News Corp under pressure on dual Murdoch roles
New pressures arise to separate the posts of chairman and chief executive of News Corp
News Corp chief executive Rupert Murdoch, still coping with a phone-hacking scandal that erupted at the company's British papers last year, faces renewed calls from shareholders to step down as chairman.
Investors have mounted a campaign to separate the chairman and chief executive roles, which are both held by Murdoch, to increase accountability. They were to push shareholders to vote for the proposal at last night's annual meeting in Los Angeles.
While efforts to split the two jobs were unsuccessful at last year's meeting and not limited to News Corp, Murdoch's handling of the scandal gives fresh ammunition to proponents such as Christian Brothers Investment.
"An independent voice is needed, and Rupert is certainly not independent," said Julie Tanner, director of socially responsible investing for Christian Brothers, a backer of the proposal.
News Corp, based in New York, is embroiled in multiple police investigations for hacking into mobile phones and computers, as well as bribing public officials. British authorities also are considering whether to bring corporate charges against News Corp's board for the alleged crimes. At least 60 people have been arrested since police began the probes last year.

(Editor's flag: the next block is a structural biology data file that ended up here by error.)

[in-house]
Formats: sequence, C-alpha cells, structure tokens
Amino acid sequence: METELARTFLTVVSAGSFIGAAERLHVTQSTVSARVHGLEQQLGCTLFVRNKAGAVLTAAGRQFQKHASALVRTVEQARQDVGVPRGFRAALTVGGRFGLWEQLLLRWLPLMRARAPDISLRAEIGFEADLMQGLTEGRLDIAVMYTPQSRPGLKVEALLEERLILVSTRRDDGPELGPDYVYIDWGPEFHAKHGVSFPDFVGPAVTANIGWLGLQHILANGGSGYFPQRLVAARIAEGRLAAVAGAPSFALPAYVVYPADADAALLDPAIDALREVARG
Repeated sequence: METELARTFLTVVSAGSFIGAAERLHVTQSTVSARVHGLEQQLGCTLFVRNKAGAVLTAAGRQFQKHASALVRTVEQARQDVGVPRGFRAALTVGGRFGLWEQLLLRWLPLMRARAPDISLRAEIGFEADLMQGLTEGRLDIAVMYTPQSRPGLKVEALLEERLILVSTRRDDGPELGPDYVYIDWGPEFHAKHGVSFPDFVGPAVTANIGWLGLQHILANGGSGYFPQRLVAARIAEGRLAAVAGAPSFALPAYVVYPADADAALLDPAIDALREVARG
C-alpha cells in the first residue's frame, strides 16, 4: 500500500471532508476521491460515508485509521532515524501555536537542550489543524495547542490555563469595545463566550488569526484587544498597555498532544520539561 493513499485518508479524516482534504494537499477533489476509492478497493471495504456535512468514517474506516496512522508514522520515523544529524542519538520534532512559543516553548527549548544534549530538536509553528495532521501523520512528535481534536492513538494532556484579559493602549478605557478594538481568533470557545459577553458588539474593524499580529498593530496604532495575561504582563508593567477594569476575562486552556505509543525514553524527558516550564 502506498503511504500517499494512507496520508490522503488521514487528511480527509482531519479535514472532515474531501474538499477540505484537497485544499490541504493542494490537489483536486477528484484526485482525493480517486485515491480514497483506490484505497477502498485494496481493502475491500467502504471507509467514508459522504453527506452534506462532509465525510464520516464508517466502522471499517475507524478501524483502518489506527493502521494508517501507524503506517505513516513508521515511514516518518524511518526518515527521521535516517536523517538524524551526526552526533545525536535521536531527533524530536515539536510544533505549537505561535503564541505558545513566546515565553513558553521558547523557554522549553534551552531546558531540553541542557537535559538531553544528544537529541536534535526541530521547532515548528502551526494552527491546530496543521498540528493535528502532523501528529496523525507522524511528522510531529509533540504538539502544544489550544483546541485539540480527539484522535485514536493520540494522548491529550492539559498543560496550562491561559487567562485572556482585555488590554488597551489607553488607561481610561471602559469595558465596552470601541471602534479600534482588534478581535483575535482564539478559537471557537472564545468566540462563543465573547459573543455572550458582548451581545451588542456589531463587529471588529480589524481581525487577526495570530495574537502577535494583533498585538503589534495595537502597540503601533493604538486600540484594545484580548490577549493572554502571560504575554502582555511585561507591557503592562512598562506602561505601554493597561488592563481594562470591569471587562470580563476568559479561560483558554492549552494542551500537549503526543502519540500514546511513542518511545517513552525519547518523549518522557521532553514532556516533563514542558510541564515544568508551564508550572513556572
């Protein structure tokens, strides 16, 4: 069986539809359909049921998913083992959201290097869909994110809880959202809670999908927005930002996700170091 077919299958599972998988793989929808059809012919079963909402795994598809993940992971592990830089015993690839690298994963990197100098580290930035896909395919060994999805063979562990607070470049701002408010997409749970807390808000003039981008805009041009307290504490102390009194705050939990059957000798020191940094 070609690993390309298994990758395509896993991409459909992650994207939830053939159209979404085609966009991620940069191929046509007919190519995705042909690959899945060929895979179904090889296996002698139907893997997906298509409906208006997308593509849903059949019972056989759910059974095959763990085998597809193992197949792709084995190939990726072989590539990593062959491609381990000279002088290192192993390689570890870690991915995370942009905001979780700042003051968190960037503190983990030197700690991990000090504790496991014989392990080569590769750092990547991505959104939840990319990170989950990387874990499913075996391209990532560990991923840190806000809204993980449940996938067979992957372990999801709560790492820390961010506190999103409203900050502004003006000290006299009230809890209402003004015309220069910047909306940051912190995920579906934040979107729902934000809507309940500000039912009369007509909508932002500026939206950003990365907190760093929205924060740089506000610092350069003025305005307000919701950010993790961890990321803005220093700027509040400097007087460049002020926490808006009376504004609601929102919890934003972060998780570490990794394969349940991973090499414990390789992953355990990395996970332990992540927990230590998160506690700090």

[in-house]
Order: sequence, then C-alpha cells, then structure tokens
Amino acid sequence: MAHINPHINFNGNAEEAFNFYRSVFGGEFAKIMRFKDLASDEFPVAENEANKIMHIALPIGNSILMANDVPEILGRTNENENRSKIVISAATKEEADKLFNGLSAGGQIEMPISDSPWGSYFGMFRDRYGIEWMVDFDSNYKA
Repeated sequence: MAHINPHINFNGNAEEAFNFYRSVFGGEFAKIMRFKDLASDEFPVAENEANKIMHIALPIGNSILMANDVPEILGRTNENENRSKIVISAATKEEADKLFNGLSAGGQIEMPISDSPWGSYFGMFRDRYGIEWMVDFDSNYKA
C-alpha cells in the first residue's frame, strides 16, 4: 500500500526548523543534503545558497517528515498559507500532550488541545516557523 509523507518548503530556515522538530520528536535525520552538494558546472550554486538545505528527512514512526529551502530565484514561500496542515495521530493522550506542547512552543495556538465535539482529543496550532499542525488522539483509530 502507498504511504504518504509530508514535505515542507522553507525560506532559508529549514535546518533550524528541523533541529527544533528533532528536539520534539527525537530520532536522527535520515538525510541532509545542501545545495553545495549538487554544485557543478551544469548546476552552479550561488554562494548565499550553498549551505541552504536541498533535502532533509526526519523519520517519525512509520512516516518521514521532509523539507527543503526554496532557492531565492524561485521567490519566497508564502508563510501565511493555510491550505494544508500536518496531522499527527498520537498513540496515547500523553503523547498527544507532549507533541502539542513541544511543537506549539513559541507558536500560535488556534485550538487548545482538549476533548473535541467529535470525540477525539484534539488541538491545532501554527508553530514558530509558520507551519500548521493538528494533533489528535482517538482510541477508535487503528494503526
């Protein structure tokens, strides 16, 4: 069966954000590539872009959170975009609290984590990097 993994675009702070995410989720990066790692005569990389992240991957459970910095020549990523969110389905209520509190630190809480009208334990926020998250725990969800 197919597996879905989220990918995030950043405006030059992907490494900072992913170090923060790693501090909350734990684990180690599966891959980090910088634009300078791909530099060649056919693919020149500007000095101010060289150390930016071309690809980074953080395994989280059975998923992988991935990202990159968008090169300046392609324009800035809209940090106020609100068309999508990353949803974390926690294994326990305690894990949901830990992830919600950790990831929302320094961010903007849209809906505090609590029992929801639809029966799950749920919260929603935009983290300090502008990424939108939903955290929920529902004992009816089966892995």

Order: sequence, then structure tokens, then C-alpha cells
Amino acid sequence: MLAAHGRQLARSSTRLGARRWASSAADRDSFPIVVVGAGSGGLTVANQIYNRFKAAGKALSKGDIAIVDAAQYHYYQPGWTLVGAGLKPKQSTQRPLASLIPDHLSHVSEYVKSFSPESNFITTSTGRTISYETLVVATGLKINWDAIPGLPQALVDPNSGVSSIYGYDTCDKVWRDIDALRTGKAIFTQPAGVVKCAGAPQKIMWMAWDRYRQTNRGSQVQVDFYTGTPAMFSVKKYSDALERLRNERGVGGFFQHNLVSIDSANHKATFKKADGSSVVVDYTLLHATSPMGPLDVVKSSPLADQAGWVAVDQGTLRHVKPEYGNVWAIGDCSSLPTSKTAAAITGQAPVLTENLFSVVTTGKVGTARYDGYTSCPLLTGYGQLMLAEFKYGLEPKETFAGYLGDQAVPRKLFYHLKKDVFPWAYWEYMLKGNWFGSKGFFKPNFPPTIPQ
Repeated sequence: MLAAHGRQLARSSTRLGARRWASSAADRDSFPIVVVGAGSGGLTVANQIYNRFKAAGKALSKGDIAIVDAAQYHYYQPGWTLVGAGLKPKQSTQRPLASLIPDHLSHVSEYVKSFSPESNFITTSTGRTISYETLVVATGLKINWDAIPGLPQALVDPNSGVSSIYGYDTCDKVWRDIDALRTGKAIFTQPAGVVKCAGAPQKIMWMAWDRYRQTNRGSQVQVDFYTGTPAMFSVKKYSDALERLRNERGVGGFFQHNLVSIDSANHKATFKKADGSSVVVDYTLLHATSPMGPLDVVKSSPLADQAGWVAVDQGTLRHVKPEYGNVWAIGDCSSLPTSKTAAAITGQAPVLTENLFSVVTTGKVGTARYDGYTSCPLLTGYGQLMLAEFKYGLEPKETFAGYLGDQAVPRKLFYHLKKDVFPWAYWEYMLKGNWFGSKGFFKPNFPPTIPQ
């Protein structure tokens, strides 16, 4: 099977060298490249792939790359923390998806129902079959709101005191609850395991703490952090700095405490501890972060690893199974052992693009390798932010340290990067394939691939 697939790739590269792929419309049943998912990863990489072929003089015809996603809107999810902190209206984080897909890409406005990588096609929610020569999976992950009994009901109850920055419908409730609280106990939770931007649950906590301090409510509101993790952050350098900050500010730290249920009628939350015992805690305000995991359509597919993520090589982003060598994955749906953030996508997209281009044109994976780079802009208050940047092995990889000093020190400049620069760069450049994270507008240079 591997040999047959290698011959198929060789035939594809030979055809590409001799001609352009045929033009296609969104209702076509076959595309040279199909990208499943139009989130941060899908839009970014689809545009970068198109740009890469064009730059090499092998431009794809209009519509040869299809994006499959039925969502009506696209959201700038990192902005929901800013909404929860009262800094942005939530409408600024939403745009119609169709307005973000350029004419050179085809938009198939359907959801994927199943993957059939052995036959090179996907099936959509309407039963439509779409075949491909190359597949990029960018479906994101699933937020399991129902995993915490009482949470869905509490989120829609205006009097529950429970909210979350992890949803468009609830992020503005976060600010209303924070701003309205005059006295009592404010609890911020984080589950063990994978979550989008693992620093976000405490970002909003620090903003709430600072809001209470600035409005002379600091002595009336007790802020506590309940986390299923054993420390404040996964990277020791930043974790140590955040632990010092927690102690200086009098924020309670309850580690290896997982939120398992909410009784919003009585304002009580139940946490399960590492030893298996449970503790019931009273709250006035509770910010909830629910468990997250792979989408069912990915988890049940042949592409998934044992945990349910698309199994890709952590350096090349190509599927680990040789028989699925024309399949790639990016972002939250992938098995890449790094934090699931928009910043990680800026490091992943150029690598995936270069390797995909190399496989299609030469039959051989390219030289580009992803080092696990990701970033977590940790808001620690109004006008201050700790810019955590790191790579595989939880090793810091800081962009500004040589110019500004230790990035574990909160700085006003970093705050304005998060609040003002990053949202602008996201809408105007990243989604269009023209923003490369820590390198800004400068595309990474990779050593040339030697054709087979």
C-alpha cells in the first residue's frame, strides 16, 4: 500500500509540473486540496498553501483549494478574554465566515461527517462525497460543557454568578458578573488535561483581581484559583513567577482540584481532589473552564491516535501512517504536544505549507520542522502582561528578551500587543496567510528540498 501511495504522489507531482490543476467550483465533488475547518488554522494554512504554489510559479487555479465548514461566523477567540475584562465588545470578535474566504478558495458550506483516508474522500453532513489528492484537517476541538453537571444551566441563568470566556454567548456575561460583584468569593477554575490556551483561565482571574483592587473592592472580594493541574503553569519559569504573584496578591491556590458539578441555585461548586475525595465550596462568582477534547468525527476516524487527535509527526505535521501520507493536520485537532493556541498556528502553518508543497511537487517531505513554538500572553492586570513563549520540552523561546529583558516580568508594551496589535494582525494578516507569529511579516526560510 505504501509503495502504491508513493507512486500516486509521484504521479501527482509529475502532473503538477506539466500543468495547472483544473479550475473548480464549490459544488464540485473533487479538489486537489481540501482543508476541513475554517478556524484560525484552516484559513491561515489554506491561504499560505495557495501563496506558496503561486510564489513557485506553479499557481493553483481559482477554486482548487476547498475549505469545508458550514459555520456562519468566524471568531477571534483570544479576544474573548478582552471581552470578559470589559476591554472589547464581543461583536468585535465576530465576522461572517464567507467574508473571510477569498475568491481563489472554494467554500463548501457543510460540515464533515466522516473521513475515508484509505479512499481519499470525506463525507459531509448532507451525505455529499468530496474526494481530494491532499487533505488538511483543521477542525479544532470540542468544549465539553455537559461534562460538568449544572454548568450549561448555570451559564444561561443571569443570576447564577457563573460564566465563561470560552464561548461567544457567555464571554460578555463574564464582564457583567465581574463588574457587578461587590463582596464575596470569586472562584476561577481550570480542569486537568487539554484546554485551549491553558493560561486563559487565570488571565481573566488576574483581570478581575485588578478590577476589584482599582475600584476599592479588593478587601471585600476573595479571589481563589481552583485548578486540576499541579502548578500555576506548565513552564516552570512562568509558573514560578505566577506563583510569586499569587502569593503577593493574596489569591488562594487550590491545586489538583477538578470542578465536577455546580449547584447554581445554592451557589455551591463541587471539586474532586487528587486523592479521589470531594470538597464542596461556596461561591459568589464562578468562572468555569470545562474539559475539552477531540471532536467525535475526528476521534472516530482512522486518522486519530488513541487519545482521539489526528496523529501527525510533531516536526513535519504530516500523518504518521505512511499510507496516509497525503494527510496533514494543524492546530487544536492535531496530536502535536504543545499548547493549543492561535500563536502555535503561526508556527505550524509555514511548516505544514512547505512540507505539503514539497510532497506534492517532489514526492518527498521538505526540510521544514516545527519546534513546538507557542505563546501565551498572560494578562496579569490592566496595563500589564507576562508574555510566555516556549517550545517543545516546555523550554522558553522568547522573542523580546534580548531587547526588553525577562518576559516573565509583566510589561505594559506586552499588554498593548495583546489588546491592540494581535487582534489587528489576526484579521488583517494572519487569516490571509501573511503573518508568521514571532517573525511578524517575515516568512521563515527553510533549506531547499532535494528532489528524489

In an October 11 post on Twitter, Murdoch said he was busy preparing for yesterday's meeting. "Signs pretty peaceful, but any shareholders with complaints should take profits and sell!" he said.
"Mandating a separation of the positions of chairman and CEO would weaken the company's current leadership structure," the News Corp board said last month. "The proposal would deprive the board of the valuable flexibility to exercise its business judgment in selecting the individual best suited to serve as chairman in the future."
Christian Brothers, which invests about US$4 billion for largely Catholic institutions, has been a vocal opponent of Murdoch's governance. Tanner filed the proposal to separate the key positions earlier this year, garnering the support of at least 18 investor groups holding more than 13.5 million shares.
"There's been a lack of responsiveness by the board to this scandal," she said. "The company is at risk where a scandal like this could happen again without having very clear and strong oversight."